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5 things you need to know before the stock market opens on Thursday


U.S. Federal Reserve Chairman Jerome Powell addresses reporters after the Fed raised its target rate by a quarter of a percentage point during a news conference at the Federal Reserve Building in Washington, Feb. 1, 2023.

Jonathan Ernest | Reuters

Here are the most important news items investors need to start their trading day:

1. Some room to move

The Federal Reserve raised its benchmark interest rate by a quarter of a point on Wednesday, as expected, but investors jumped at what they saw as slightly softer language from Chairman Jerome Powell. While he said it would be “premature” for the Fed to claim an inflation victory, Powell said the “disinflationary process has begun.” He also said the economy could make a soft landing after all: “My base case is that there will be positive growth this year.” All three major indices closed higher on Wednesday. Now markets will turn their attention to what meta reported Wednesday (see below) and a string of big earnings Thursday: Amazon, Apple, Starbucks and other key names all report after the bell. Read live market updates.

2. Meta’s music to Wall Street’s ears

We are way beyond “Move fast and break things”. It’s all about the “Year of Efficiency” at Mark Zuckerberg’s Meta. After a rough 2022, the Facebook parent told Wall Street exactly what it wanted to hear as it reported earnings after the bell on Wednesday. Zuckerberg said the company is “focused on becoming a stronger and more agile organization.” Meta also lowered its estimated total cost for 2023, while pledging to curtail non-performing or ultimately unimportant projects. The stock ripped about 20% higher in after-hours trading. Still, there are some lingering grounds for doubt, most notably the company’s continued commitment to its hitherto disappointing metaverse business. Meta’s Reality Labs lost $13.7 billion last year and there are no plans to make any cuts from now on.

3. Shell’s eruption year

Shell said last month that windfall taxes imposed by the European Union and the UK following the surge in profits would cost the group about $2 billion.

Paul Ellis | TBEN | Getty Images

Oil colossus Shell on Thursday reported its biggest annual profit ever: $39.9 billion in 2022. That’s more than double the profit for 2021, and it’s well above the previous record of $28.4 billion in 2008. Skyrocketing energy prices, driven by supply problems as a result of the war in Ukraine, the results boosted. Shell follows similar huge earnings reports from rivals Exxon Mobil and Chevron. All told, Big Oil is expected to break annual earnings records overall. This does not go down well with climate activists. “What we saw happening in 2022 is that the oil majors used the high oil prices and the energy crisis to convince investors that the energy crisis should overshadow the climate crisis – and that has led to a setback,” says Mark van Baal, founder of the Dutch activist. shareholder group Follow This, previously told TBEN.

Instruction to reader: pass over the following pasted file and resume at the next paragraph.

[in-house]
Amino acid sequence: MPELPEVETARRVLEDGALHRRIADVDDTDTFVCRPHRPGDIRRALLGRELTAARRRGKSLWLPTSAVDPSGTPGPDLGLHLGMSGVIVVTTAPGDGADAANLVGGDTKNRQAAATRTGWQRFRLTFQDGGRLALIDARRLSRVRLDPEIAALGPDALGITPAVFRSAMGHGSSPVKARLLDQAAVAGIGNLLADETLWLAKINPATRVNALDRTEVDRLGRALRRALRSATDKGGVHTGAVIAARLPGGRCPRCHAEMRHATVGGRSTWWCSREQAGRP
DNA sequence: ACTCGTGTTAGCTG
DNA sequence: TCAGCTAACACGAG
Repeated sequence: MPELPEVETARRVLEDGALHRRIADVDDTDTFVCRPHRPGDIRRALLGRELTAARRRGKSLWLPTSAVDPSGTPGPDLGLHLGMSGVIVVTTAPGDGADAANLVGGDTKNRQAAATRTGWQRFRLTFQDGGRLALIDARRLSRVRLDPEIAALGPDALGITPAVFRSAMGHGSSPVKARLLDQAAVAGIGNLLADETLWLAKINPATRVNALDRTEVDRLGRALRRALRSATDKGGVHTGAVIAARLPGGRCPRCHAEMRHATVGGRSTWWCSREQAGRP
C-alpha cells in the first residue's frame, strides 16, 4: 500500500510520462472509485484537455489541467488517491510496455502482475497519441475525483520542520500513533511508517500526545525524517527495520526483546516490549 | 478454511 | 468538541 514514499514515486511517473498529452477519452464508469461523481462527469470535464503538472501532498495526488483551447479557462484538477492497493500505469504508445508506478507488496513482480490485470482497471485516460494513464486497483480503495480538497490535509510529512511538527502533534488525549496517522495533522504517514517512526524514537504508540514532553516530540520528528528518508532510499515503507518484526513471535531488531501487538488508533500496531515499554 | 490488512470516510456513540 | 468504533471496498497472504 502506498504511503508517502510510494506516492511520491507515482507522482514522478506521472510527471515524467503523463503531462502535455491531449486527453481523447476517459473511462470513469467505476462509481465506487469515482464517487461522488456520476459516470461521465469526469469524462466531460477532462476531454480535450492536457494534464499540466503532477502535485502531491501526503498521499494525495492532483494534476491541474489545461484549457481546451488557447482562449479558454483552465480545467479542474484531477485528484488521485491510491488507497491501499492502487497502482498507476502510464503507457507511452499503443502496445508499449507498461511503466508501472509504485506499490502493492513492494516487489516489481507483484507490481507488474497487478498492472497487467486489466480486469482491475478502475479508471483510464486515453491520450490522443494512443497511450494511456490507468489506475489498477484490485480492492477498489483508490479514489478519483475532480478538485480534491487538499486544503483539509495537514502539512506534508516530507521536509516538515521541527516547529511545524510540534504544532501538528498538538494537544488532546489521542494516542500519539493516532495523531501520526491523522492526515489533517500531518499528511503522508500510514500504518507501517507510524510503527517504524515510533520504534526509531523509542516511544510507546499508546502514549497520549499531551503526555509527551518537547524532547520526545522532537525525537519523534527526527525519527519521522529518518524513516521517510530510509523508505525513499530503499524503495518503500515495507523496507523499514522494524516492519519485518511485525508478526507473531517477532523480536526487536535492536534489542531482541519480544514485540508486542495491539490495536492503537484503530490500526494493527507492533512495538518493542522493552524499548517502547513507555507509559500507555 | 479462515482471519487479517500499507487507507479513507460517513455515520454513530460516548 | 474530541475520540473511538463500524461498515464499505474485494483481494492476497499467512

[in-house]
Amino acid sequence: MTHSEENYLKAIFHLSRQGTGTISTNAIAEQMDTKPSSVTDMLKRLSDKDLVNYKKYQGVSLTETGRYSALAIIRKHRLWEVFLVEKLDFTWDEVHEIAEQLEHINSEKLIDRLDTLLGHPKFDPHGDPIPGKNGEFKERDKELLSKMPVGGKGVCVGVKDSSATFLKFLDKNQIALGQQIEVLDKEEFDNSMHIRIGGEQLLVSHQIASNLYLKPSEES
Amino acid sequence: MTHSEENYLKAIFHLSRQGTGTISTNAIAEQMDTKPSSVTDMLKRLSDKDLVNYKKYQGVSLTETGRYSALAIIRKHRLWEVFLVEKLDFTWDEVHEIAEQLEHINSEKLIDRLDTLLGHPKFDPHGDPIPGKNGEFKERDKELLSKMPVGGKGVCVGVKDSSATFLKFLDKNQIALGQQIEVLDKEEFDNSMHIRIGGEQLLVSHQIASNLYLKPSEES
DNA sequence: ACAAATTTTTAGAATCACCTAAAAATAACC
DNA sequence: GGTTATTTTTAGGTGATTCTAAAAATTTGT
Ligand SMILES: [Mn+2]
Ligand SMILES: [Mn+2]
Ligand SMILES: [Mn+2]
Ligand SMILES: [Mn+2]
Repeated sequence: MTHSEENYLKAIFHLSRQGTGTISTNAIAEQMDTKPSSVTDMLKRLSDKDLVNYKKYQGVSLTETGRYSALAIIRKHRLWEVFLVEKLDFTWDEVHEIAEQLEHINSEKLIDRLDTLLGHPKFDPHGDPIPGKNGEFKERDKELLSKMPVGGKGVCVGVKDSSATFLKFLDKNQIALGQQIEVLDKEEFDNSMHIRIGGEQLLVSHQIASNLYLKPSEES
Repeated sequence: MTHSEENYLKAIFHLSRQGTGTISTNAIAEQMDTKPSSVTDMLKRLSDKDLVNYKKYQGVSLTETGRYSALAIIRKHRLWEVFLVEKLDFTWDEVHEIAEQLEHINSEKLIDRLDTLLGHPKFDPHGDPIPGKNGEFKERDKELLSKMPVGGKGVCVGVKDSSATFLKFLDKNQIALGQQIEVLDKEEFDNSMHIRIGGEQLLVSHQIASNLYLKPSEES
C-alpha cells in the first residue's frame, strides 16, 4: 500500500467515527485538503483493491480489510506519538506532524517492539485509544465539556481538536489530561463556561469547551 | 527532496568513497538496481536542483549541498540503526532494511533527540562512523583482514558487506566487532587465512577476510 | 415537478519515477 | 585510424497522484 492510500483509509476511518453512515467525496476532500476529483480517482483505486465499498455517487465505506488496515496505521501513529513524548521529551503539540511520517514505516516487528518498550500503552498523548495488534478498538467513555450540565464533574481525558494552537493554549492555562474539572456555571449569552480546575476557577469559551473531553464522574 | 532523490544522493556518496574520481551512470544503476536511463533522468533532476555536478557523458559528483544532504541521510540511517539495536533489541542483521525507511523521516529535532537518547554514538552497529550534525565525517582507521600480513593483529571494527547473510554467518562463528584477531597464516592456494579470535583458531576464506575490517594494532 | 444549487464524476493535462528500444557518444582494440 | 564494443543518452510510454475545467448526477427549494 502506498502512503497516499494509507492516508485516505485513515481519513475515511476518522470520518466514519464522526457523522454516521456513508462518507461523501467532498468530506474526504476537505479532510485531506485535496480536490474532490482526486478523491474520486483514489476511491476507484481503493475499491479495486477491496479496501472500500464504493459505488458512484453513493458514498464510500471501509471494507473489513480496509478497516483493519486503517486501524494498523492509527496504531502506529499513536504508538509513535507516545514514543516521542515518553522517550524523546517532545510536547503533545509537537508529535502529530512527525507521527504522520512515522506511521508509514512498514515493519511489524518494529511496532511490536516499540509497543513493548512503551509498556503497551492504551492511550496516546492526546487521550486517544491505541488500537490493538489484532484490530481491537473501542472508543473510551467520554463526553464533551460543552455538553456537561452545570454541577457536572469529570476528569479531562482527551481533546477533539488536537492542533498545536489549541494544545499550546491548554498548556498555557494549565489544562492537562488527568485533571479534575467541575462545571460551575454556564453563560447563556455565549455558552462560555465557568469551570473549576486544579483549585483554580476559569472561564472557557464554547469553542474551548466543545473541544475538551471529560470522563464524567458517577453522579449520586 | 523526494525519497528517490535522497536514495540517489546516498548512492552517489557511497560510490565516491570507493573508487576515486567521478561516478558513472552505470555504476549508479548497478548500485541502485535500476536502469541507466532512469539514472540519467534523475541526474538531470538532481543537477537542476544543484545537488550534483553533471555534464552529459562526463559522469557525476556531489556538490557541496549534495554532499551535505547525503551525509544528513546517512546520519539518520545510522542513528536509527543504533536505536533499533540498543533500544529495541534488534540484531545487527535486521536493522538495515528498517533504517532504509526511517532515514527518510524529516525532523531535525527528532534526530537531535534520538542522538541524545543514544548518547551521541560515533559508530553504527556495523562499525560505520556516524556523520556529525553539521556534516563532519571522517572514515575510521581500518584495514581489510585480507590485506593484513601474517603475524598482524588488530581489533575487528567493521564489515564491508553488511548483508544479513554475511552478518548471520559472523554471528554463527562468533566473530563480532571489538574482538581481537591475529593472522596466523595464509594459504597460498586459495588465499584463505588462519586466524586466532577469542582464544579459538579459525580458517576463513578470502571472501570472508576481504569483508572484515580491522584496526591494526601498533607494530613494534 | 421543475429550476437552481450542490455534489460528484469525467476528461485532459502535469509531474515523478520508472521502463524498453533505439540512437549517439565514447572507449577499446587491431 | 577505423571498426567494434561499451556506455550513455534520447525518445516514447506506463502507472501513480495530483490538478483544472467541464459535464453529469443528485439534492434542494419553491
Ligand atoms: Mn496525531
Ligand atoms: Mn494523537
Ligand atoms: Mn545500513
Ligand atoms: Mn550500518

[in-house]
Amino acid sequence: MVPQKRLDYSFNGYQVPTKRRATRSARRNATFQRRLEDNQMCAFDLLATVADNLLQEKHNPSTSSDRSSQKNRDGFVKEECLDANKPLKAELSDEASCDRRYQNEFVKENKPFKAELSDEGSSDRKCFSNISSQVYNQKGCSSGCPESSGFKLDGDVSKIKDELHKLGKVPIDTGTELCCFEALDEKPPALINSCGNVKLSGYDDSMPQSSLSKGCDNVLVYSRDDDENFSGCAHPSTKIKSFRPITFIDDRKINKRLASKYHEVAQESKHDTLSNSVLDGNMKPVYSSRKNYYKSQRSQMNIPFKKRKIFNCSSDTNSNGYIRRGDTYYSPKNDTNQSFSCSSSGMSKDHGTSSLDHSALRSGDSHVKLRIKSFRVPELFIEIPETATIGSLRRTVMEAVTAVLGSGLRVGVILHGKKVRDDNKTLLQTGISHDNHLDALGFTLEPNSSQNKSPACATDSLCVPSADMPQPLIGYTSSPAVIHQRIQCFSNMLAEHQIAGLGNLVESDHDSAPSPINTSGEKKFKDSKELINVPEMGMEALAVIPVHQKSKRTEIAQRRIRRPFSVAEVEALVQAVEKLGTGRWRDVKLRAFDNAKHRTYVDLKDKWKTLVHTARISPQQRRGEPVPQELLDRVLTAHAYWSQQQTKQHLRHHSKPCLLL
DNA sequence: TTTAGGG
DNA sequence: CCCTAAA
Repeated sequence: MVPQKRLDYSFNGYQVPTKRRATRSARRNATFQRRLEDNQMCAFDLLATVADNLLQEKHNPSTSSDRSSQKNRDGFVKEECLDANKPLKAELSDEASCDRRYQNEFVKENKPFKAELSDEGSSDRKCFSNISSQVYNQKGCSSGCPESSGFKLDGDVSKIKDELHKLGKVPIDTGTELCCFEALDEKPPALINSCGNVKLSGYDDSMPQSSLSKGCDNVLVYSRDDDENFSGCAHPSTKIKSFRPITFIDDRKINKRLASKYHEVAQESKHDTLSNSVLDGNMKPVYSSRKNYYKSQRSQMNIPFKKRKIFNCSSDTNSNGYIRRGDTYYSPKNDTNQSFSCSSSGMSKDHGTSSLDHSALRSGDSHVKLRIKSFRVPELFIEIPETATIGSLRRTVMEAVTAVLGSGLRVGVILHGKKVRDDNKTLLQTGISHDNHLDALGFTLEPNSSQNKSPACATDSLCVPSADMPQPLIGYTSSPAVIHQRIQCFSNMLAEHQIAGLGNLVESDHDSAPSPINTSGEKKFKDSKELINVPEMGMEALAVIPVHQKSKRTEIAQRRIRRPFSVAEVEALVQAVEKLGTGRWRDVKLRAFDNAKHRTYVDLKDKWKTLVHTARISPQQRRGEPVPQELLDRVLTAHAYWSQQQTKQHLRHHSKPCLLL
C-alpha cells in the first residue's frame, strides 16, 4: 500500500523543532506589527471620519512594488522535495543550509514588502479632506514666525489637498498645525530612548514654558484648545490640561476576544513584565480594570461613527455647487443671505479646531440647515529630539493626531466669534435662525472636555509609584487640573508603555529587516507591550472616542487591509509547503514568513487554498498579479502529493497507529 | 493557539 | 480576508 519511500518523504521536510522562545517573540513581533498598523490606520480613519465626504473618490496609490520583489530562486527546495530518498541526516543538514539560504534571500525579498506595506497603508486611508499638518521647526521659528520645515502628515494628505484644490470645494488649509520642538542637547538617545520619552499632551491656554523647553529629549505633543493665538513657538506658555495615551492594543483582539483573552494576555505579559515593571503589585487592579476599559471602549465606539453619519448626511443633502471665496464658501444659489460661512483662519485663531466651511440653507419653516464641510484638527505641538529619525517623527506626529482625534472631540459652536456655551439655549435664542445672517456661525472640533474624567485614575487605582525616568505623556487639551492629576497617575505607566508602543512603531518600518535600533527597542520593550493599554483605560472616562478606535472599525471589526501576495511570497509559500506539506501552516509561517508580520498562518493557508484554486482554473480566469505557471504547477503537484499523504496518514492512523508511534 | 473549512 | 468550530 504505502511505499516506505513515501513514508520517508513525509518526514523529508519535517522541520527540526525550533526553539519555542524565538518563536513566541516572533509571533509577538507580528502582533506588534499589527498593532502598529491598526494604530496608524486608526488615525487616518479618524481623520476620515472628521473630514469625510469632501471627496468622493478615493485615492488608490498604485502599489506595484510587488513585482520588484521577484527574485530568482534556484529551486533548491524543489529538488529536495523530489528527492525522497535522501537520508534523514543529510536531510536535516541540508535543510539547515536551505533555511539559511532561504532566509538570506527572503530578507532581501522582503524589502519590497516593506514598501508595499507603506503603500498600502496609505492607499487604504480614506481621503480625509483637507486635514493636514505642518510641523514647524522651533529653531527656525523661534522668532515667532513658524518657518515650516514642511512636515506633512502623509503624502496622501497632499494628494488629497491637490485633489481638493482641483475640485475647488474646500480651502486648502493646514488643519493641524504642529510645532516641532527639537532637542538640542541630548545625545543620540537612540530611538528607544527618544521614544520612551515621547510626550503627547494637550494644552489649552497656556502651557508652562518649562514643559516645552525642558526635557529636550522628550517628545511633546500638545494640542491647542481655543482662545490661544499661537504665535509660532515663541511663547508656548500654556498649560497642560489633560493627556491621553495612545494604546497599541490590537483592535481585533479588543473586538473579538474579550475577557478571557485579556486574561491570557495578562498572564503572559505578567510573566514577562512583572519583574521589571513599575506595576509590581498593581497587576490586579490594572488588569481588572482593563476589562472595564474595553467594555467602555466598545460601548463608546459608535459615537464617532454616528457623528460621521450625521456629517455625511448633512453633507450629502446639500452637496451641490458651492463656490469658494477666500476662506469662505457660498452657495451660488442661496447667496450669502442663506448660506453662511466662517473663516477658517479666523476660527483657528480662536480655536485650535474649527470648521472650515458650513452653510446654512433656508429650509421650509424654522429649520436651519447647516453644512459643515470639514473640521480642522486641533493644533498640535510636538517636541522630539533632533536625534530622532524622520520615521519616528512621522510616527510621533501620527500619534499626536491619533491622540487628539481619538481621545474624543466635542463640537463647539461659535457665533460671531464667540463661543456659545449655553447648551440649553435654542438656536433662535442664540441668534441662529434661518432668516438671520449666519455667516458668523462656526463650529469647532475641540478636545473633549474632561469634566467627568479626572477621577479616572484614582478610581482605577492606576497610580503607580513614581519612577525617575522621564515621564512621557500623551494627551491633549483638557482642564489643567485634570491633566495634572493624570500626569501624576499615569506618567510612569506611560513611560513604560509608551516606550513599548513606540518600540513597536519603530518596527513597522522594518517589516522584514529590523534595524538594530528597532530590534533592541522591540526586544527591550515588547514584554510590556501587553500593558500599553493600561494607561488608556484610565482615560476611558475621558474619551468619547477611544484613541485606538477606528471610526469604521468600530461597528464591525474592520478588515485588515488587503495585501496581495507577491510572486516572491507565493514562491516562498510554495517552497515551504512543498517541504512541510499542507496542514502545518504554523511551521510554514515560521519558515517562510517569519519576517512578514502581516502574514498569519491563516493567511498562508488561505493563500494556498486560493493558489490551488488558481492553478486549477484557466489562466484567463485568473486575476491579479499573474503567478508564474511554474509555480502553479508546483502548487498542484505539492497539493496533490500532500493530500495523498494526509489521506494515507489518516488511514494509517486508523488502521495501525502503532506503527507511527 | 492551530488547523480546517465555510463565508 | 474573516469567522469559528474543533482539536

4. It gets worse for Adani

Gautam Adani, billionaire and chairman of Adani Group, at an event at the Port of Haifa in Haifa, Israel, on Tuesday, January 31, 2023.

Kobi Wolf | Bloomberg | Getty Images

A small US-based short-seller has managed to create epic problems for India’s Adani Group, a sprawling conglomerate that includes power generation, ports and food processing. Since Hindenburg Research, the short seller in question, released a report last week accusing Adani of “brutal stock manipulation and accounting fraud over decades,” the company has lost $100 billion in value. Adani, which is led by politically connected tycoon Gautam Adani, called the allegations “nothing but a lie”. However, due to the chaos, Adani called off a $2.5 billion equity offering even though it was fully subscribed.

5. Biden and McCarthy start talking

U.S. House Speaker Kevin McCarthy (R-CA) leaves after addressing reporters following his meeting with President Joe Biden on the looming debt ceiling issue at the White House in Washington, Feb. 1, 2023.

Jonathan Ernest | Reuters

There is no deal yet on the debt ceiling, but President Joe Biden, a Democrat, and House Speaker Kevin McCarthy, a Republican, got the ball rolling on Wednesday. Both sides expressed cautious optimism about the talks as they try to prevent the United States from paying off its debt for the first time ever, which could be catastrophic for the economy. “We have different perspectives. But we’ve both laid out some of our vision of where we want to go. And I believe after I’ve laid out both of them, I can see where we can find common ground,” McCarthy told reporters . In the meantime, the Ministry of Finance has taken measures to prevent a payment default until at least the beginning of June.

– TBEN’s Alex Harring, Jonathan Vanian, Sam Meredith, Ruxandra Iordache, Christina Wilkie and Emma Kinery contributed to this report.

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